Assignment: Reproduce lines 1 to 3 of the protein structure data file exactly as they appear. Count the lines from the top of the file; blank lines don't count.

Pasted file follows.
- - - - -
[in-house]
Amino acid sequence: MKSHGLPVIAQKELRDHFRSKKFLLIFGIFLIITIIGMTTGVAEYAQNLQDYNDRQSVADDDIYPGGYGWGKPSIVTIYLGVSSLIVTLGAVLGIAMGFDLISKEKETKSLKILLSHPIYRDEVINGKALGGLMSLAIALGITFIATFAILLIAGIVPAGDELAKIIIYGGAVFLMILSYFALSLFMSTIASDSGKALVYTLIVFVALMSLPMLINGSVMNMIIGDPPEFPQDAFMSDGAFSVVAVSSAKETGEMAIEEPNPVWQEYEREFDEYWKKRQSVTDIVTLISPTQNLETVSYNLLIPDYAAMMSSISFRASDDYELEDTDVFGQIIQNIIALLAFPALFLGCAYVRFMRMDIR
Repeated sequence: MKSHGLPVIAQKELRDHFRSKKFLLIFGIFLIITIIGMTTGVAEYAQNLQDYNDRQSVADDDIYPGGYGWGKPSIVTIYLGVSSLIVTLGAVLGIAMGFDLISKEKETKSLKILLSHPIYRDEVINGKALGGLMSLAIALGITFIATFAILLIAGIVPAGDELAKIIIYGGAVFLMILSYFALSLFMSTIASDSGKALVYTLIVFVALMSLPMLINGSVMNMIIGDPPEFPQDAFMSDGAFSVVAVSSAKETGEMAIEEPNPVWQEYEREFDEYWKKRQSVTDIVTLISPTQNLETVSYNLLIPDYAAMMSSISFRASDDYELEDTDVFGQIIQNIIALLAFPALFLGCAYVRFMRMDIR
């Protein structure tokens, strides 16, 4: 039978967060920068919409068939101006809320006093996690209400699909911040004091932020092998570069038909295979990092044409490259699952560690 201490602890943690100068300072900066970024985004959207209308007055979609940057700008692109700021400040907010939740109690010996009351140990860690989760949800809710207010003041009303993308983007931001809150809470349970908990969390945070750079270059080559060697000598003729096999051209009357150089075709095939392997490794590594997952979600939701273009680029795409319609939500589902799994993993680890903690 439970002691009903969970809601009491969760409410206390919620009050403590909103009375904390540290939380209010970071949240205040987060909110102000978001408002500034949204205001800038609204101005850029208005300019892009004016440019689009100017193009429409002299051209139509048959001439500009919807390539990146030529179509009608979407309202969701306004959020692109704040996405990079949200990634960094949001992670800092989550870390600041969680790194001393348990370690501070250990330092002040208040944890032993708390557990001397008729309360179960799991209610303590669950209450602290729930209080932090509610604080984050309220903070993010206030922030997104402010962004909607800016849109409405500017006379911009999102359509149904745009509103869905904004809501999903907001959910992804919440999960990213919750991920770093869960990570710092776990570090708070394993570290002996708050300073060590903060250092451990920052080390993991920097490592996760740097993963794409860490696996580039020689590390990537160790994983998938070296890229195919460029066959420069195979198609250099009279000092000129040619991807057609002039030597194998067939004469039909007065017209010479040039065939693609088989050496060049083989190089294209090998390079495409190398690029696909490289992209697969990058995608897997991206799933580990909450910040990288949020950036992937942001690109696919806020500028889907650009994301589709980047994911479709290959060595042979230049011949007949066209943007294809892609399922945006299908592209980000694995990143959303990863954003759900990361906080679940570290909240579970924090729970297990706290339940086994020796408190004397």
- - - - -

[in-house]
Amino acid sequence: MKSHGLPVIAQKELRDHFRSKKFLLIFGIFLIITIIGMTTGVAEYAQNLQDYNDRQSVADDDIYPGGYGWGKPSIVTIYLGVSSLIVTLGAVLGIAMGFDLISKEKETKSLKILLSHPIYRDEVINGKALGGLMSLAIALGITFIATFAILLIAGIVPAGDELAKIIIYGGAVFLMILSYFALSLFMSTIASDSGKALVYTLIVFVALMSLPMLINGSVMNMIIGDPPEFPQDAFMSDGAFSVVAVSSAKETGEMAIEEPNPVWQEYEREFDEYWKKRQSVTDIVTLISPTQNLETVSYNLLIPDYAAMMSSISFRASDDYELEDTDVFGQIIQNIIALLAFPALFLGCAYVRFMRMDIR
Repeated sequence: MKSHGLPVIAQKELRDHFRSKKFLLIFGIFLIITIIGMTTGVAEYAQNLQDYNDRQSVADDDIYPGGYGWGKPSIVTIYLGVSSLIVTLGAVLGIAMGFDLISKEKETKSLKILLSHPIYRDEVINGKALGGLMSLAIALGITFIATFAILLIAGIVPAGDELAKIIIYGGAVFLMILSYFALSLFMSTIASDSGKALVYTLIVFVALMSLPMLINGSVMNMIIGDPPEFPQDAFMSDGAFSVVAVSSAKETGEMAIEEPNPVWQEYEREFDEYWKKRQSVTDIVTLISPTQNLETVSYNLLIPDYAAMMSSISFRASDDYELEDTDVFGQIIQNIIALLAFPALFLGCAYVRFMRMDIR